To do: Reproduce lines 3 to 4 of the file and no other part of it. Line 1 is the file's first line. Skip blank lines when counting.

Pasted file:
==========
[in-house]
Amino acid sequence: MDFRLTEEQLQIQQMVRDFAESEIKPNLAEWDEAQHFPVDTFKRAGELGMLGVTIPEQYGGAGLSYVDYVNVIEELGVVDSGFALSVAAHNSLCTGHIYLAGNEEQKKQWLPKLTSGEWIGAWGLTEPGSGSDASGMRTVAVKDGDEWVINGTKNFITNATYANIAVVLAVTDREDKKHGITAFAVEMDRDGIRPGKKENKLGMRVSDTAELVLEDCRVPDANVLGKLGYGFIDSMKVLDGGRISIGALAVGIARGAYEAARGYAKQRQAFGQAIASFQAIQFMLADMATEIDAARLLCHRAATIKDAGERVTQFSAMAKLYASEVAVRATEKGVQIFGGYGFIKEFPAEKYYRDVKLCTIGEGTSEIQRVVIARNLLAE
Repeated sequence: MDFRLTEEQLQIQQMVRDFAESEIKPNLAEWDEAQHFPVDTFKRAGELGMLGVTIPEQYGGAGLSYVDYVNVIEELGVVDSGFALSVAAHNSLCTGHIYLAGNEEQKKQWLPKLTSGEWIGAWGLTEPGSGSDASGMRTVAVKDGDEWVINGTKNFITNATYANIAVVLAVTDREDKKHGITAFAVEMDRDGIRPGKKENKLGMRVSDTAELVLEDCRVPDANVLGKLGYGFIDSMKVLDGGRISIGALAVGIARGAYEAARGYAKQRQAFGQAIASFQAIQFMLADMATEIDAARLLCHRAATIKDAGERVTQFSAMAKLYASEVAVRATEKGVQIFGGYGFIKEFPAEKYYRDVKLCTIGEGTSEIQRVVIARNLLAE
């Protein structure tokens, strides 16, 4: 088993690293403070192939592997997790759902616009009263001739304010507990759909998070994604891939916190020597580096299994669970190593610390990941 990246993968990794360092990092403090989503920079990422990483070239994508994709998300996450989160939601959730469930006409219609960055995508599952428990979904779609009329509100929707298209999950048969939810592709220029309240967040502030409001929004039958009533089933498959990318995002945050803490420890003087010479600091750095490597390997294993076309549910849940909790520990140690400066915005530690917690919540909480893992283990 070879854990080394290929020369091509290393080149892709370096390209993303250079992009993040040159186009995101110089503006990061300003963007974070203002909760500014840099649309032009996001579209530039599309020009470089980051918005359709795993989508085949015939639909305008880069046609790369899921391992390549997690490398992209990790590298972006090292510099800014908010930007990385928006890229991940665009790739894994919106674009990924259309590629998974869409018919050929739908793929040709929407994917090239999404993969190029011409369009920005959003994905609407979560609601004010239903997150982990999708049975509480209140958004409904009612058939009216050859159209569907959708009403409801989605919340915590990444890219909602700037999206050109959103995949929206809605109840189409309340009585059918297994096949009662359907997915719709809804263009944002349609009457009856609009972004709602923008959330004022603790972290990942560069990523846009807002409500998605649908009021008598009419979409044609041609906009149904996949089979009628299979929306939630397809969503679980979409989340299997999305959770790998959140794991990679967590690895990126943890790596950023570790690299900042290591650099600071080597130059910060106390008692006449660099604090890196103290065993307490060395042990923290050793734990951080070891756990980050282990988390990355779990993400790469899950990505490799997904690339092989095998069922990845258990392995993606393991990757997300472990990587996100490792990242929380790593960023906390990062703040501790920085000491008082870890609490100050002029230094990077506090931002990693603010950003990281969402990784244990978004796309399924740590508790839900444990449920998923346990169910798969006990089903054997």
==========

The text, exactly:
Repeated sequence: MDFRLTEEQLQIQQMVRDFAESEIKPNLAEWDEAQHFPVDTFKRAGELGMLGVTIPEQYGGAGLSYVDYVNVIEELGVVDSGFALSVAAHNSLCTGHIYLAGNEEQKKQWLPKLTSGEWIGAWGLTEPGSGSDASGMRTVAVKDGDEWVINGTKNFITNATYANIAVVLAVTDREDKKHGITAFAVEMDRDGIRPGKKENKLGMRVSDTAELVLEDCRVPDANVLGKLGYGFIDSMKVLDGGRISIGALAVGIARGAYEAARGYAKQRQAFGQAIASFQAIQFMLADMATEIDAARLLCHRAATIKDAGERVTQFSAMAKLYASEVAVRATEKGVQIFGGYGFIKEFPAEKYYRDVKLCTIGEGTSEIQRVVIARNLLAE
């Protein structure tokens, strides 16, 4: 088993690293403070192939592997997790759902616009009263001739304010507990759909998070994604891939916190020597580096299994669970190593610390990941 990246993968990794360092990092403090989503920079990422990483070239994508994709998300996450989160939601959730469930006409219609960055995508599952428990979904779609009329509100929707298209999950048969939810592709220029309240967040502030409001929004039958009533089933498959990318995002945050803490420890003087010479600091750095490597390997294993076309549910849940909790520990140690400066915005530690917690919540909480893992283990 070879854990080394290929020369091509290393080149892709370096390209993303250079992009993040040159186009995101110089503006990061300003963007974070203002909760500014840099649309032009996001579209530039599309020009470089980051918005359709795993989508085949015939639909305008880069046609790369899921391992390549997690490398992209990790590298972006090292510099800014908010930007990385928006890229991940665009790739894994919106674009990924259309590629998974869409018919050929739908793929040709929407994917090239999404993969190029011409369009920005959003994905609407979560609601004010239903997150982990999708049975509480209140958004409904009612058939009216050859159209569907959708009403409801989605919340915590990444890219909602700037999206050109959103995949929206809605109840189409309340009585059918297994096949009662359907997915719709809804263009944002349609009457009856609009972004709602923008959330004022603790972290990942560069990523846009807002409500998605649908009021008598009419979409044609041609906009149904996949089979009628299979929306939630397809969503679980979409989340299997999305959770790998959140794991990679967590690895990126943890790596950023570790690299900042290591650099600071080597130059910060106390008692006449660099604090890196103290065993307490060395042990923290050793734990951080070891756990980050282990988390990355779990993400790469899950990505490799997904690339092989095998069922990845258990392995993606393991990757997300472990990587996100490792990242929380790593960023906390990062703040501790920085000491008082870890609490100050002029230094990077506090931002990693603010950003990281969402990784244990978004796309399924740590508790839900444990449920998923346990169910798969006990089903054997």